I expect some viewers to be frustrated by the multiple endings of the film – and I do believe it would have benefited from ending on an earlier, less resolved note – but otherwise Petzold’s usual economy and discipline of direction is intact. A lot of ground, mythical or psychological, is covered but the 90-minute runtime flies by like a suspenseful, Germanically chill breeze. UNDINE may not have the thematic heft of PHOENIX or BARBARA (2012), but it’s a masterfully calibrated piece of work all the same.
Also premiering in competition, Brazilian writer/director duo Marco Dutra and Caetano Gotardo’s ALL THE DEAD ONES feels like anything but a breeze. Examining centuries of racial tension and slavery practice by way of glacially-paced, densely-worded scenes of wall-to-wall dialogue, it’s cinematic spinach through and through but that might well be the only correct way to address the topic and the eventual pay-off is staggering.
As someone not well versed in Brazilian history, I will not even pretend to know what’s going on for most of the film. This much should be clear: set in 1899, shortly after Brazil had finally abolished slavery, a once affluent (white) family is trying to cope with its loss of privileges, including a longtime housemaid. Matriarch of the house, Isabel, is ailing and increasingly delusional. Her adult daughters Ana and Maria still hold openly racist worldviews, which does not make the engagement of Iná, a freed slave of African descent, any easier.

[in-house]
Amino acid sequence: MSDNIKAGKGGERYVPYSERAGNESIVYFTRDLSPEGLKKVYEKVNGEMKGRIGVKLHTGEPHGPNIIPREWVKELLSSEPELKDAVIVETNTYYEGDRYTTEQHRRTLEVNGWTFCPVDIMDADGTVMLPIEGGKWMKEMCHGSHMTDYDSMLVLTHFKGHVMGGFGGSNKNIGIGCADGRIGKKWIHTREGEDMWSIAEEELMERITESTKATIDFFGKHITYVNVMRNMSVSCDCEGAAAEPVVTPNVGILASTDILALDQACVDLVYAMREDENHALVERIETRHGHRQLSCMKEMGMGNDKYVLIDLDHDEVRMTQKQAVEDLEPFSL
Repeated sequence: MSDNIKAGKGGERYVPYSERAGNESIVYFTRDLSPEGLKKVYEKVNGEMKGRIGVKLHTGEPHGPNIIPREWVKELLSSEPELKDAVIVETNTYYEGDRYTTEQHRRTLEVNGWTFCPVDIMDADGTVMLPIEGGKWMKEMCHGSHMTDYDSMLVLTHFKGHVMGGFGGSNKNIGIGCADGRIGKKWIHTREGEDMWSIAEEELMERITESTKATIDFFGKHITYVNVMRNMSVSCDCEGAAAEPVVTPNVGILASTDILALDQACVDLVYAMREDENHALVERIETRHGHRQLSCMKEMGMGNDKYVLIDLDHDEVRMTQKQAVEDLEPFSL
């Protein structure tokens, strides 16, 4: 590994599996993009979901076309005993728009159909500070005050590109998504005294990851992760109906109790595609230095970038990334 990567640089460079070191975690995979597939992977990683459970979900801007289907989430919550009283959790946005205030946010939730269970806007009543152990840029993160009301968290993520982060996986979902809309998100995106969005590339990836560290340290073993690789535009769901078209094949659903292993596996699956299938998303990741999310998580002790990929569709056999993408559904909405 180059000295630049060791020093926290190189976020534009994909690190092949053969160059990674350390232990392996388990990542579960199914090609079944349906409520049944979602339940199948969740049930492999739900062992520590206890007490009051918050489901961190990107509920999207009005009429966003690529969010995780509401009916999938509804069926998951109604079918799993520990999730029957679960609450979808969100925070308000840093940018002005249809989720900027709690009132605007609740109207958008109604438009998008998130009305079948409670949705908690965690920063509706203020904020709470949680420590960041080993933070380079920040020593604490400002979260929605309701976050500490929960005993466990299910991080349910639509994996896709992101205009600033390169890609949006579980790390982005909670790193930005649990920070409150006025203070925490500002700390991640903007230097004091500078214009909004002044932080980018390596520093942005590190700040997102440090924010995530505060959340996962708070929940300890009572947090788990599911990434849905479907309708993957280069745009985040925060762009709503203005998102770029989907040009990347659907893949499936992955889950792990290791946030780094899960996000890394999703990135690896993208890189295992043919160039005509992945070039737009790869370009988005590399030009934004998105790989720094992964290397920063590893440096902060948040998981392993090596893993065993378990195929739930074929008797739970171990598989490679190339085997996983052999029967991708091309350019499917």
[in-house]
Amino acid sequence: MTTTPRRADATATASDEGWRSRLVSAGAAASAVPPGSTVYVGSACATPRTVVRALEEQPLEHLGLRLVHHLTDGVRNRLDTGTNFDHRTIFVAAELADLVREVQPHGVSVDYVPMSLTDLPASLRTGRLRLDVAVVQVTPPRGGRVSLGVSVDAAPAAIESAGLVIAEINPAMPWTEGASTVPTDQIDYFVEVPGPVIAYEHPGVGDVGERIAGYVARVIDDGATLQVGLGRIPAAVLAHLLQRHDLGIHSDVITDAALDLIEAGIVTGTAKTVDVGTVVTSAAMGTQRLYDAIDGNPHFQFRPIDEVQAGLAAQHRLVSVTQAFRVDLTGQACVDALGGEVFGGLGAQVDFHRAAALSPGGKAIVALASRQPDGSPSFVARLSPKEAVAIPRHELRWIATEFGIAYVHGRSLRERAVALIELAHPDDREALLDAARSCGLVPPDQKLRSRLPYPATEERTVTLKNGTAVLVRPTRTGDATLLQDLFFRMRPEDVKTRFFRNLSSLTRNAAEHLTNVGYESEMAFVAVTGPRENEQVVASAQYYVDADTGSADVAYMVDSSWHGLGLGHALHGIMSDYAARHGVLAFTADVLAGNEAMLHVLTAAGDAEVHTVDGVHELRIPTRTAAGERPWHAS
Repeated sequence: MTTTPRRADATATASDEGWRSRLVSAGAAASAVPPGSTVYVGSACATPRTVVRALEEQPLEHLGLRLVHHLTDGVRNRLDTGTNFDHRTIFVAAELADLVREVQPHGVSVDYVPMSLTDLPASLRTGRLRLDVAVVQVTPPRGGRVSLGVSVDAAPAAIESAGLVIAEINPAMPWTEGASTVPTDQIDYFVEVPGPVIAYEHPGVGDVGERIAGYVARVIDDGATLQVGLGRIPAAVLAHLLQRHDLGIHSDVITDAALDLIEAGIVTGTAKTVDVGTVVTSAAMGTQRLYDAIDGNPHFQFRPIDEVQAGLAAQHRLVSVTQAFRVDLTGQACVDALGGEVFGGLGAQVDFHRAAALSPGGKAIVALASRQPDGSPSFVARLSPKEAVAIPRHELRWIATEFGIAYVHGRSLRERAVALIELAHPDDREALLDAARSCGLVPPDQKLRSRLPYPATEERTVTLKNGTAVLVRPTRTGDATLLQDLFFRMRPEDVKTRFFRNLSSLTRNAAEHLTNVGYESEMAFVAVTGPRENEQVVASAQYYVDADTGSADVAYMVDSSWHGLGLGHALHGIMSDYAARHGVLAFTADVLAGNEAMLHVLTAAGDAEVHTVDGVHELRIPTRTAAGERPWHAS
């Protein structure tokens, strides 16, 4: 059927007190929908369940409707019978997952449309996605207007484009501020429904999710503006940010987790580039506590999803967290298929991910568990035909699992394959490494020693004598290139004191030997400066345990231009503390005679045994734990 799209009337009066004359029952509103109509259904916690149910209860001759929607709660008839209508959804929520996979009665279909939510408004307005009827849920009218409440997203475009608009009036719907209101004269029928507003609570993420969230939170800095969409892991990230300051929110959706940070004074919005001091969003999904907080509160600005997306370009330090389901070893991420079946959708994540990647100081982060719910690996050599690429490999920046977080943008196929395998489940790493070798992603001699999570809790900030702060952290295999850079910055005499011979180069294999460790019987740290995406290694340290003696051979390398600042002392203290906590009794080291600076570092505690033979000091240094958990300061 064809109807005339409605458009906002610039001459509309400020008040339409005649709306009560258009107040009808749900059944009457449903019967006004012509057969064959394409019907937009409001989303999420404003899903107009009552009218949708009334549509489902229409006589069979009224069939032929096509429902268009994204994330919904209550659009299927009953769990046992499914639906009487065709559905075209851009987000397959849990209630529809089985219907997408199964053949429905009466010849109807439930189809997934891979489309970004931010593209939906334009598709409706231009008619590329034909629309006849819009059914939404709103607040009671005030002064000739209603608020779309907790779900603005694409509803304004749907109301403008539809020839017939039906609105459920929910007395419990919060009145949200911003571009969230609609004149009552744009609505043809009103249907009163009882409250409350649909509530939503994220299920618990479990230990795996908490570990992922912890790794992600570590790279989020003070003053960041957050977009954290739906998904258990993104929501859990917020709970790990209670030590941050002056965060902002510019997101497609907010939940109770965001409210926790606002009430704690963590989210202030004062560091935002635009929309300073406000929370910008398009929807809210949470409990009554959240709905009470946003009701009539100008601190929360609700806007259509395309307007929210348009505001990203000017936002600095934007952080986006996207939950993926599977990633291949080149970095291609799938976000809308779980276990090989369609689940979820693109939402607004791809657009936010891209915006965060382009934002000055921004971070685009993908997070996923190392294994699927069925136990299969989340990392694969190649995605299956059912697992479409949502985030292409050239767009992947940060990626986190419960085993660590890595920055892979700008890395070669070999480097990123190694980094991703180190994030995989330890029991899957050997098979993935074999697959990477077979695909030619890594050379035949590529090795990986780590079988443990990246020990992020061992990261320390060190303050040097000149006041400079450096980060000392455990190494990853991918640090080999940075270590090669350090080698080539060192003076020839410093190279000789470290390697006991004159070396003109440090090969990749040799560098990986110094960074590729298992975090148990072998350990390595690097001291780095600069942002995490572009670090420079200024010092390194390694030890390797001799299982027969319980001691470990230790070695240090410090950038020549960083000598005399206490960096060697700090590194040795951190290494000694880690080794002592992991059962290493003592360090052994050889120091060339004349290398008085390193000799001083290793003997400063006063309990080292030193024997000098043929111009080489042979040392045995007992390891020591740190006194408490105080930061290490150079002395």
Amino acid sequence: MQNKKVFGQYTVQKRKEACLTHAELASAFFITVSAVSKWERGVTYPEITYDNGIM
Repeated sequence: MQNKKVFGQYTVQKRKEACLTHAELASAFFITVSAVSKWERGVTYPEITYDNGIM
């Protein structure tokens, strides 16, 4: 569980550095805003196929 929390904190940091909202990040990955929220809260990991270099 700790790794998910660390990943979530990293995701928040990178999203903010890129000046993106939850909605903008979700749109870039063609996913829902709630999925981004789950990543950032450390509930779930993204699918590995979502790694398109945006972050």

As suggested above, this very talky movie is legitimately hard to follow. The expansive screenplay tackles issues of race, religion, class, gender, spirituality, family and contains tons of cultural references that often render the characters’ motivation all but indecipherable for the less informed. As bulky and impenetrable as it is, I do admire this inarguably ambitious undertaking and appreciate its unwillingness to water down anything for the sake of accessibility, considering how it aims to process such monumental and evidently painful memory.
For all its formal rigidity, the last half-hour of ALL THE DEAD ONES does come thrillingly alive as ghosts from a history of cruelty, both literal and metaphorical, arise to claim their place. When Ana, still living obliviously inside a bubble of 19th century prejudices and illusions, finally leaves the house to walk among skyscrapers of present-day Brazil, the scene could not be more ironic, shocking, tragic.
In addition to these two comp entries, I would also highly recommend the documentary GUNDA, presented in the newly installed “Encounters” section. It’s 90 minutes of dialogue/narration-free b&w footage of a pig (and her piglets), some chickens and cows. Besides being magnificently lit, shot and edited, it features the best ending of any film I’ve seen so far at the festival. Be prepared to have your heart broken. Also, believe the hype out of Telluride and Sundance – at least in the case of Kelly Reichardt’s FIRST COW and Josephine Decker’s SHIRLEY. The former is an expertly crafted, golden-hearted delight that would most likely charm the competition jury led by Jeremy Irons; the latter is a relentlessly intense depiction of mad genius (in the form of horror writer Shirley Jackson) that features immaculate performances by Elisabeth Moss and Odessa Young. Color me wowed.
After the first weekend, the Berlinale is officially heating up.